In the last issue of the Corporate Practice Newswire we discussed practical issues with notice provisions. In this issue we will be addressing problems and unintended consequences that can be caused by severability clauses, because how you decide to “slice and dice it” does matter.

The purpose of a severability clause is to deal with a potentially unenforceable or illegal provision in an agreement, and in general, to sever such a provision while keeping the remainder of the agreement intact and in effect. However, drafters of contracts sometimes will cut and paste a severability clause from a recent contract into a document and move on, with what may be a false sense of security because they failed to reflect upon the nuances of these clauses and the objectives of the parties.

Clearly, lawyers should be on higher alert when dealing with provisions that are more likely to be subject to challenges as to their enforceability. If an agreement contains provisions that are frequently scrutinized by courts or are regularly drafted in ways that may run afoul of laws or public policy, the impact that a severability clause may have on these provisions, and the agreement as a whole, may be profound. The following are examples of provisions whose legality and validity are commonly called into question:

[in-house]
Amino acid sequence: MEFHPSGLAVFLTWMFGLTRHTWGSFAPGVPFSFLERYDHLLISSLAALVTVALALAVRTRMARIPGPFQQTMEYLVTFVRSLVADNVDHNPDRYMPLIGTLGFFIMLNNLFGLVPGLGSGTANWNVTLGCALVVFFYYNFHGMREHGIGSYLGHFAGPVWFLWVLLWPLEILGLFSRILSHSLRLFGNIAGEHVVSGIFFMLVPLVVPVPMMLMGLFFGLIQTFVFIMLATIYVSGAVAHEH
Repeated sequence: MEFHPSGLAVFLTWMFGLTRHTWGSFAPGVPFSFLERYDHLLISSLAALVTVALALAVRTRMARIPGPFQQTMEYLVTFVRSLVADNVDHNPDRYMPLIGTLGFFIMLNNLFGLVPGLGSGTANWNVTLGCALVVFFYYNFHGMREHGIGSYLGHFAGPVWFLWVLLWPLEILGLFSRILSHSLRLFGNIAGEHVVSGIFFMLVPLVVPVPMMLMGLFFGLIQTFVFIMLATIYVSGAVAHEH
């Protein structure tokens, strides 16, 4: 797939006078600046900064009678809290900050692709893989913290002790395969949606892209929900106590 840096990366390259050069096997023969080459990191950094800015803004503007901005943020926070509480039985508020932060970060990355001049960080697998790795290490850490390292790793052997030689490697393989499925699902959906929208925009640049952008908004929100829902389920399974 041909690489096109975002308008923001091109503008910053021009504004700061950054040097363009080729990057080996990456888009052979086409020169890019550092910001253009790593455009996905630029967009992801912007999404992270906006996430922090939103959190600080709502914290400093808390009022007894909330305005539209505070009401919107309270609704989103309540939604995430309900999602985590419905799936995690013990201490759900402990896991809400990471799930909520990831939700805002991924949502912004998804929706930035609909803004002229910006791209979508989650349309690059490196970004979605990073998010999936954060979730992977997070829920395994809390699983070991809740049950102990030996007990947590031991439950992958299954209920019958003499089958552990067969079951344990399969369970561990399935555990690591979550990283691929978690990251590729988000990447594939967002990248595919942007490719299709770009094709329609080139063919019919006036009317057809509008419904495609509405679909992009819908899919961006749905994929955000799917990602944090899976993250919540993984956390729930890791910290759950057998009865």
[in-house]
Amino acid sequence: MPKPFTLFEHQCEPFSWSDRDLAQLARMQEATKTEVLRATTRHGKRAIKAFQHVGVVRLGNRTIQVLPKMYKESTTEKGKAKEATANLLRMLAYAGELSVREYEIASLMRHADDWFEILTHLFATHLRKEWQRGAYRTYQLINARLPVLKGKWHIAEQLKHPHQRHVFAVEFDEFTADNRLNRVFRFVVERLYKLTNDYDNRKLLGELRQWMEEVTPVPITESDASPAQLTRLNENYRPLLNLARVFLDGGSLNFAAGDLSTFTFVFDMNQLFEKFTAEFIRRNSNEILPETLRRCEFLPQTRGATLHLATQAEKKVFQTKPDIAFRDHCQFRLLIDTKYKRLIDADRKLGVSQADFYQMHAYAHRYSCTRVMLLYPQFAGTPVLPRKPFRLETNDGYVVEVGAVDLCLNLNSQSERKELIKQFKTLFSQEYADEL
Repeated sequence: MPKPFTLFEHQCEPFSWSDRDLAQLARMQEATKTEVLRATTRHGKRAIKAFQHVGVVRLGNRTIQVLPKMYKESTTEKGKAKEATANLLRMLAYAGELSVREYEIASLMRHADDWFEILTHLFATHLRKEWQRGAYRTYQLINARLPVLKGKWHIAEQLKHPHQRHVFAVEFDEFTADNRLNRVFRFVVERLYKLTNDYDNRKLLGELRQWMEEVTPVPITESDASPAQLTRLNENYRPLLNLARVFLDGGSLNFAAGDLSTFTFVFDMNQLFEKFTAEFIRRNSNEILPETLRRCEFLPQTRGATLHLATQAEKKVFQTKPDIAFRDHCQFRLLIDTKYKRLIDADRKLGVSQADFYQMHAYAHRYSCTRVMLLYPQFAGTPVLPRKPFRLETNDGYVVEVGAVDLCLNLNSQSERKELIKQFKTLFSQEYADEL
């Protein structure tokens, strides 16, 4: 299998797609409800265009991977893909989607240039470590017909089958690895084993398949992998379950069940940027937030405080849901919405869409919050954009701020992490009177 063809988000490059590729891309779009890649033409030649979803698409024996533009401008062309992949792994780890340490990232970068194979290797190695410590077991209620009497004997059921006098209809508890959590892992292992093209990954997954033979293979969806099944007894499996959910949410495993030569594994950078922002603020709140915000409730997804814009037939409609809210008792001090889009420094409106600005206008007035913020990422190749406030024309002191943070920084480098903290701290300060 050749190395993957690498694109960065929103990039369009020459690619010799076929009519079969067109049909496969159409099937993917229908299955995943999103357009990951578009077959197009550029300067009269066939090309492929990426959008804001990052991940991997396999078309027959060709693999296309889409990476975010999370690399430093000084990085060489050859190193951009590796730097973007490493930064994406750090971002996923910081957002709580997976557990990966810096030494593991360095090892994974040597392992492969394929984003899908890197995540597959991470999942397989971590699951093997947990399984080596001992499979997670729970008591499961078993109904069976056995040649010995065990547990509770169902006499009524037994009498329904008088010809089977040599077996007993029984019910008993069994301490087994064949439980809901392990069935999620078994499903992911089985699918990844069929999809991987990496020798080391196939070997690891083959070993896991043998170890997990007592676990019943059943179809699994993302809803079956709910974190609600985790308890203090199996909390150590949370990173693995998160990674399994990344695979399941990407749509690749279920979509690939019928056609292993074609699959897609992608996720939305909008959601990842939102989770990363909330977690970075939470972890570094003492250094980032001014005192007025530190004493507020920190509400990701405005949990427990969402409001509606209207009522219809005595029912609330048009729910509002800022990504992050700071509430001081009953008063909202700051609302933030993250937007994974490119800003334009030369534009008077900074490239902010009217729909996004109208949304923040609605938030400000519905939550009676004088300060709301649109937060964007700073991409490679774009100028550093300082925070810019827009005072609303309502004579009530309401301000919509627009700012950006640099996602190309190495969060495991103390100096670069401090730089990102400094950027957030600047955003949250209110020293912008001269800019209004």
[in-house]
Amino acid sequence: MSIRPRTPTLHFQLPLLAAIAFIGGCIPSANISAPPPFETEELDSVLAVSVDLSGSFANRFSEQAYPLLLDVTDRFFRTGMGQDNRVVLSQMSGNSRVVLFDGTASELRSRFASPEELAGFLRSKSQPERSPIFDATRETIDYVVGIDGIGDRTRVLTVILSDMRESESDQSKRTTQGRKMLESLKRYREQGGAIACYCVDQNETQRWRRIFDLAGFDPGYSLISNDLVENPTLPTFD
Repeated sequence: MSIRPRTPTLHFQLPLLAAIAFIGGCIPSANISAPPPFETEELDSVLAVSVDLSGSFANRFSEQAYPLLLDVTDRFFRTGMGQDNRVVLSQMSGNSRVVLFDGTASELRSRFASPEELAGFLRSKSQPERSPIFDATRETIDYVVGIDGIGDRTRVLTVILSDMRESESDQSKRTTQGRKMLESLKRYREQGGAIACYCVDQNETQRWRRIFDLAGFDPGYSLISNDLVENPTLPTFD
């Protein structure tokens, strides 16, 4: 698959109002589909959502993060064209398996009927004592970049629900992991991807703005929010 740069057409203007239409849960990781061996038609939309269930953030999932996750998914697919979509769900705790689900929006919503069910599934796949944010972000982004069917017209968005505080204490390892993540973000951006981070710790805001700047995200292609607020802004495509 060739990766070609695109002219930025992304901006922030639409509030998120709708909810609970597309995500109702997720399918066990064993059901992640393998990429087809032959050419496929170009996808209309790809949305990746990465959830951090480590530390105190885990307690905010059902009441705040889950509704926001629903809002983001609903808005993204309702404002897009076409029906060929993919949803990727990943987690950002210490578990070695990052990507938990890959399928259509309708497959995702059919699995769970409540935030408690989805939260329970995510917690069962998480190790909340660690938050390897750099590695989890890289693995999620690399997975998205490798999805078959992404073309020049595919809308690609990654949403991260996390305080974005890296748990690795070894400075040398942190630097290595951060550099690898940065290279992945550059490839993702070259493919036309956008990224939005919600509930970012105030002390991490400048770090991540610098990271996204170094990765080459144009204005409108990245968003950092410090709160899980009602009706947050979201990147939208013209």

• noncompetition;
  • indemnification;
  • interest rate;
  • choice of law;
  • anti-assignment;
  • releases;
  • guarantees;
  • penalty or liquidated damages; or
  • any provision drafted in a manner that may be deemed unfair, unconscionable or an agreement to agree.

Lawyers should consider which of the numerous approaches to designing severability clauses might be most appropriate for the particular circumstances at hand, especially in cases where any of the above types of provisions come into play. While there is no “correct” way to structure a severability clause, the various ways to address the issue of severability can each lead to starkly different outcomes. Pausing while drafting to reflect on whether certain of these outcomes would be unacceptable to the parties might prevent major headaches down the road.

Dealing With Unenforceable Provisions One consideration when drafting a severability clause is determining what should be done with a provision in an agreement which has been deemed to be illegal, invalid, unenforceable or against public policy. A typical boilerplate severability clause will state that such a provision will simply be deleted, or otherwise held to be ineffective, while the remaining provisions in the agreement remain in full force. However, this standard severing mechanism may result in the elimination from a contract of a concept or matter which is of significant consequence to either or both of the parties.